Just How Much Strength Do You Lose When You Stop Training For 100 Days? - Men's Health Magazine Australia

Just How Much Strength Do You Lose When You Stop Training For 100 Days?

YouTuber and bodybuilder Matt Morris, stopped training for 100 days to see just how much strength he lost and the results might surprise you.

Bodybuilder and YouTuber Matt Morsia, better known to his followers as MattDoesFitness, has been doing rather a lot less fitness of late, following an Achilles tendon rupture which has left him unable to train in squats or deadlifts while he heals. In a new video on his channel, Matt provides an update on his recovery, visiting with his physiotherapist and finding out just how much strength he has lost in the last 100 days.

“At this point, the benefit does not outweigh the risk,” his physio tells him about returning to his usual standard of training. “A heavier, slow contraction is relatively safe. It’s if something happens and you’re holding a heavy bar, and you’ve got to step forward or you lose balance… that’s the risk.”

Ultimately, Matt is advised that he still doesn’t have sufficient range of motion to be doing the kind of squats that he wants, and is recommended a Smith machine variation. But he is able to start deadlifting with a reasonable amount of weight again.


“It feels mad, to be honest,” he says once he is back in the gym. “I don’t want to jinx it and I want to be patient, but at the same time, literally cannot feel it at all.” He explains that he is adopting an even wider stance than usual for his deadlifts, to ensure that his knee travels less, minimizing dorsal flexion and reducing strain on his Achilles tendon.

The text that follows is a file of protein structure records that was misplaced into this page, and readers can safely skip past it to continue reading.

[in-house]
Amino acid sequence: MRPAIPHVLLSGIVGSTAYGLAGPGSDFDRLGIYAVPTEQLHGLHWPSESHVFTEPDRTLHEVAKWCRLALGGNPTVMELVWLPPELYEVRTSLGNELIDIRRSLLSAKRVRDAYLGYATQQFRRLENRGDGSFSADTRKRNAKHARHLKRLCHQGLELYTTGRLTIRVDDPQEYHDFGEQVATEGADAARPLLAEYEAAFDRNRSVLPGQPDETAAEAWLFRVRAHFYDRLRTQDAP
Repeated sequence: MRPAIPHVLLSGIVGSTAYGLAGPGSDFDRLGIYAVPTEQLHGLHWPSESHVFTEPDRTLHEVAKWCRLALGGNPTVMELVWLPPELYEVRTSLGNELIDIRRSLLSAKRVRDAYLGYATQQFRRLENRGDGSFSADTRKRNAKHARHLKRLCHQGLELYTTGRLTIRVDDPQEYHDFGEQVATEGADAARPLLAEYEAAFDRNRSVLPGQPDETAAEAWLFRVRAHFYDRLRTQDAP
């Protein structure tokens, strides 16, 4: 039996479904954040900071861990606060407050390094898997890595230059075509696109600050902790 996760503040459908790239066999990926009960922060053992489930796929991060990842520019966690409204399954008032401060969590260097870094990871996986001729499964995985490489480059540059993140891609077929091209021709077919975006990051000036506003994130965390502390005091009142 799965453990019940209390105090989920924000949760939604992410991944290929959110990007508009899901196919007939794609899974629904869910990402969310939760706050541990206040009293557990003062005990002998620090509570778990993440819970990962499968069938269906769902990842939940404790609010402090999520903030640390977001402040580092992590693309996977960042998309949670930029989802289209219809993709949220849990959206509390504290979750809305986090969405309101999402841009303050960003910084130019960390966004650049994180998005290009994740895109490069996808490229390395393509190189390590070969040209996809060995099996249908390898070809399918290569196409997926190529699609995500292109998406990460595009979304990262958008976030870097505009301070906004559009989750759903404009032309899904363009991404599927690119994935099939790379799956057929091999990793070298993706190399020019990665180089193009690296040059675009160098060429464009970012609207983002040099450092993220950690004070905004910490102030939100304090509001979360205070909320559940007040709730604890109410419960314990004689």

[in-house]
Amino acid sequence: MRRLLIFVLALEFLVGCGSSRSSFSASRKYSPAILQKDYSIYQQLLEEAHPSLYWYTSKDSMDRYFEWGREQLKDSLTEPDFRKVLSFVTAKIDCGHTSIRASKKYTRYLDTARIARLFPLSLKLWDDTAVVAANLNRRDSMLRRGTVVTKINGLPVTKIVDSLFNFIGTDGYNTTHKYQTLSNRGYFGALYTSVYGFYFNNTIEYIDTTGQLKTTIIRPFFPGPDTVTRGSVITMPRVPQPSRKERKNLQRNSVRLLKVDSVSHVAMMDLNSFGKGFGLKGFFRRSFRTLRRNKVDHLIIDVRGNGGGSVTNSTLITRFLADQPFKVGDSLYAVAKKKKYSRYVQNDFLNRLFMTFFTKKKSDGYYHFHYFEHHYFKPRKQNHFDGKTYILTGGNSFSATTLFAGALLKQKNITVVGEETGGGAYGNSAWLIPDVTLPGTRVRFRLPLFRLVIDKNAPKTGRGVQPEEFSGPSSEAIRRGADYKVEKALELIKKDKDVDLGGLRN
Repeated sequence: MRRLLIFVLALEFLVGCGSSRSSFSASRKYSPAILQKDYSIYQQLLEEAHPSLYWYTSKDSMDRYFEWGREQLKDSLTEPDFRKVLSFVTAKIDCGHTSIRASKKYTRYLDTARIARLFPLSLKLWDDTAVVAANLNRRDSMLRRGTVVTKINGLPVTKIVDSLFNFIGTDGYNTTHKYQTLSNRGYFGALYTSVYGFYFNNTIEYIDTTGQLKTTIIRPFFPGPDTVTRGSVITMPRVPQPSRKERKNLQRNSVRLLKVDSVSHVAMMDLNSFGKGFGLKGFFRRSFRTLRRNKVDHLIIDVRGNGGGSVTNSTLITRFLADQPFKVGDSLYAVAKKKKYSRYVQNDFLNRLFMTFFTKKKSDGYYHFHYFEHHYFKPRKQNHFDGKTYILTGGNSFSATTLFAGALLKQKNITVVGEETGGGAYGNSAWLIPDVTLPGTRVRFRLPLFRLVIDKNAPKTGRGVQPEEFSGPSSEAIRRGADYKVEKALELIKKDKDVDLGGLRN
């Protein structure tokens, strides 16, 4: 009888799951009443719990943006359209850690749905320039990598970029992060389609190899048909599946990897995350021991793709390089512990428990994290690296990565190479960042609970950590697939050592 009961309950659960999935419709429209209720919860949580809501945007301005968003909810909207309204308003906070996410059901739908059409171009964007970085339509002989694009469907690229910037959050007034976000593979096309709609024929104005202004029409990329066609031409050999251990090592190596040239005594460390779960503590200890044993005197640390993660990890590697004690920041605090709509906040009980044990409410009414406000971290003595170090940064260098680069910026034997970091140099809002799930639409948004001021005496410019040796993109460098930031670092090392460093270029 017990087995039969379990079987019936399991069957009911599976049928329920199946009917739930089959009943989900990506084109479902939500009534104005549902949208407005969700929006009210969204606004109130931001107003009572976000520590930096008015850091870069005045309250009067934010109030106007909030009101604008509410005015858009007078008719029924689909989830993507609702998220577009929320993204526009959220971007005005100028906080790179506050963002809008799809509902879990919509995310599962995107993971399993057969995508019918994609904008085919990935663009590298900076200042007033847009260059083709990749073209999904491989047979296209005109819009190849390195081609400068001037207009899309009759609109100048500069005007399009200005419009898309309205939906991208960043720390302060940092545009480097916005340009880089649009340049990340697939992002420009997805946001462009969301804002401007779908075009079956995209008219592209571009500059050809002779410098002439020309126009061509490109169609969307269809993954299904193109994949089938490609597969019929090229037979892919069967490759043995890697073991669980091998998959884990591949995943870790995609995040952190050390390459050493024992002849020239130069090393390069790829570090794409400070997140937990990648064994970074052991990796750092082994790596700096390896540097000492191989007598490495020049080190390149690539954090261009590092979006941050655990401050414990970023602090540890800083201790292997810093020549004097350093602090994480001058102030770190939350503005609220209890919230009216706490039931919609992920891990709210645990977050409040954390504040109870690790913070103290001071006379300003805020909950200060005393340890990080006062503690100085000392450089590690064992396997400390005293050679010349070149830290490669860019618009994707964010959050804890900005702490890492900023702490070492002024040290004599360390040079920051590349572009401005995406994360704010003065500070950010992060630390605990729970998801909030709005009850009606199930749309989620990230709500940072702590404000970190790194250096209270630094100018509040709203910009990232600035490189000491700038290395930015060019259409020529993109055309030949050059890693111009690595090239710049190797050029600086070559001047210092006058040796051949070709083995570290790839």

He finishes off his deadlifting session with 3 sets of 10 at 100 kgs (220 pounds), which he would usually count as his warmup. “You’re talking 30 percent of my one rep max, so very, very, very light,” he says.

“The weight felt absolutely fine,” he adds. “The soreness is not as bad as I thought, back is feeling it a bit because I haven’t deadlifted in pretty much three months. I’m playing it mega safe. The plan from hereon in is just to increase the weight by very small increments, give the Achilles a chance to adapt, get strong, and be an absolute monster.”

This article was first published on Men’s Health US. 

Philip Ellis

By Philip Ellis

Philip Ellis is a freelance writer and journalist from the United Kingdom covering pop culture, relationships and LGBTQ+ issues. His work has appeared in GQ, Teen Vogue, Man Repeller and MTV.

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